After all, the last thing you want is to gain a great SERP position and then lose that position because of a high bounce rate.
Take a little extra time to create great content before publishing it.
How, though, do you measure what great content is?
In terms of brand awareness, pay attention to high-level metrics. These include things like number of readers, number of pageviews, top performing pages, engagement rate, time on site, and articles viewed.
Consideration Stage For Content Marketing
Once people become aware of your business, they’ll buy from you.
At least, that’s how you wish it worked.
But, of course, it doesn’t.
Truthfully, people have to hear about you, take time to consider, and then maybe they’ll buy.
While content marketing is remarkable at alerting people to the fact that your business exists, it’s also remarkable at guiding people through the consideration phase.
And every great salesperson knows that people are far more likely to buy when you guide them than they would be otherwise.
However, you can’t, or rather shouldn’t, use the same brand awareness tactics during the consideration phase.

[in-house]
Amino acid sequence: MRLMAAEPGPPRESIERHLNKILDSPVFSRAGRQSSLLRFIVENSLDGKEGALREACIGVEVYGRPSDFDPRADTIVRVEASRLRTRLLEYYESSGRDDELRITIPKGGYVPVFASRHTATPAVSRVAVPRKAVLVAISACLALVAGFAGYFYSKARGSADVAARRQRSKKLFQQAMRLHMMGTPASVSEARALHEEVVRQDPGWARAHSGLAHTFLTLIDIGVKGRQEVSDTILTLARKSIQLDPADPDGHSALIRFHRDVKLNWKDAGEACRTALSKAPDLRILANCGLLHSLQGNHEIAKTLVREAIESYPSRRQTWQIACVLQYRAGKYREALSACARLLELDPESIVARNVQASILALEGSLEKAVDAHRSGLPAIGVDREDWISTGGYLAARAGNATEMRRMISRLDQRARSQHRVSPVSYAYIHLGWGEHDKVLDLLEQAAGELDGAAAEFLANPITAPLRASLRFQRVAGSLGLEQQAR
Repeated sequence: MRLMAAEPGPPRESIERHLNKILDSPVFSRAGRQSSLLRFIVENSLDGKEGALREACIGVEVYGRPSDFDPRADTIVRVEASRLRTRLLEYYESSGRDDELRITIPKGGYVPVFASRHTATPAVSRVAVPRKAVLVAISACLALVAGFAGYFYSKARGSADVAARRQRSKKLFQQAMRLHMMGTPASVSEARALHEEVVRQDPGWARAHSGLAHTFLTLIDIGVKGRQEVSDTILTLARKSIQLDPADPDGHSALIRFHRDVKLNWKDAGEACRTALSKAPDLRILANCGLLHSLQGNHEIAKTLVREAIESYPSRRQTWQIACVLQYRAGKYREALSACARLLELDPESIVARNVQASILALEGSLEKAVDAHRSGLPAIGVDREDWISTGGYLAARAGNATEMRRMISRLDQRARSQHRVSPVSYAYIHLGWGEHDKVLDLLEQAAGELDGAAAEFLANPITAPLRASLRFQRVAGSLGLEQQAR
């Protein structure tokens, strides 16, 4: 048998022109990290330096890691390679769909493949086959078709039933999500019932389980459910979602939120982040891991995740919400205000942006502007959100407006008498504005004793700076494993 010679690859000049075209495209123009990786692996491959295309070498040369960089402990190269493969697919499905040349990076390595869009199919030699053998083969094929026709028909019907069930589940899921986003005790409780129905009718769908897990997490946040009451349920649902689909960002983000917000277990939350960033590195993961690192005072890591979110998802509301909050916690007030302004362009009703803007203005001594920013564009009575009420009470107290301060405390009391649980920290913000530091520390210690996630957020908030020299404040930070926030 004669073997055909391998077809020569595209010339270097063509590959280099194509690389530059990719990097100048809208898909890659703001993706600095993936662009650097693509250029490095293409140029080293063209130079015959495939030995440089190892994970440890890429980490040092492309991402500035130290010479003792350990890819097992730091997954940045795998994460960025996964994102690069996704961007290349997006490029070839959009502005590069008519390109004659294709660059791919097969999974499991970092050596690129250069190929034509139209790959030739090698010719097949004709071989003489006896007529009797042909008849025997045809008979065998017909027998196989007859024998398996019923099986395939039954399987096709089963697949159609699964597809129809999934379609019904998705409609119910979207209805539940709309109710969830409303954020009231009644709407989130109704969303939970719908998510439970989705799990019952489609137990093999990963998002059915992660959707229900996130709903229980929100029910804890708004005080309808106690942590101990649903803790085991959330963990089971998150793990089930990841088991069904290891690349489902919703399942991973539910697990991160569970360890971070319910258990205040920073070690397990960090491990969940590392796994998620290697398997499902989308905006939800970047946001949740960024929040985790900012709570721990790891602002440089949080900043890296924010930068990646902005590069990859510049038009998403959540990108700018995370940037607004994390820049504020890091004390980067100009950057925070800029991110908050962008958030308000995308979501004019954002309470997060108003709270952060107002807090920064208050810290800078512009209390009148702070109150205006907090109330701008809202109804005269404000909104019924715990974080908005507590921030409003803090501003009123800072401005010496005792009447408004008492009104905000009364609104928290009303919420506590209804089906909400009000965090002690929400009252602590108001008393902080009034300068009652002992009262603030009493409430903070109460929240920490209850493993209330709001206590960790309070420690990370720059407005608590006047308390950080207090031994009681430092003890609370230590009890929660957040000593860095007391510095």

In particular, pay special attention to newsletter sign-ups, number of returning visitors, form submissions, and resource downloads.
Decision Stage For Content Marketing
This is your favorite part of the buying process.
Namely, it’s the part where people actually buy.
They already trust your business, and they’re familiar with your products and what your business represents.
Now, it’s the time to make or break, push or shove, buy or ditch.
The person is either going to become a paying customer or fall into eternal obscurity.
This is the place where your opportunity pipeline, average size of orders, order frequency, and sales come into play.
I hope they give you a good idea of what it takes to be a good content marketer.
What’s more, I really hope that you see that it doesn’t take a huge marketing budget. Today, anyone can use content marketing to their advantage.
The world gets noisier each day. Before long, we will all have to utilize content marketing if we want to remain successful.
Those who focus their energy on telling good stories, no matter the platform or context, will win in the long run.
Yelling louder won’t help you anymore. Only yelling better things will.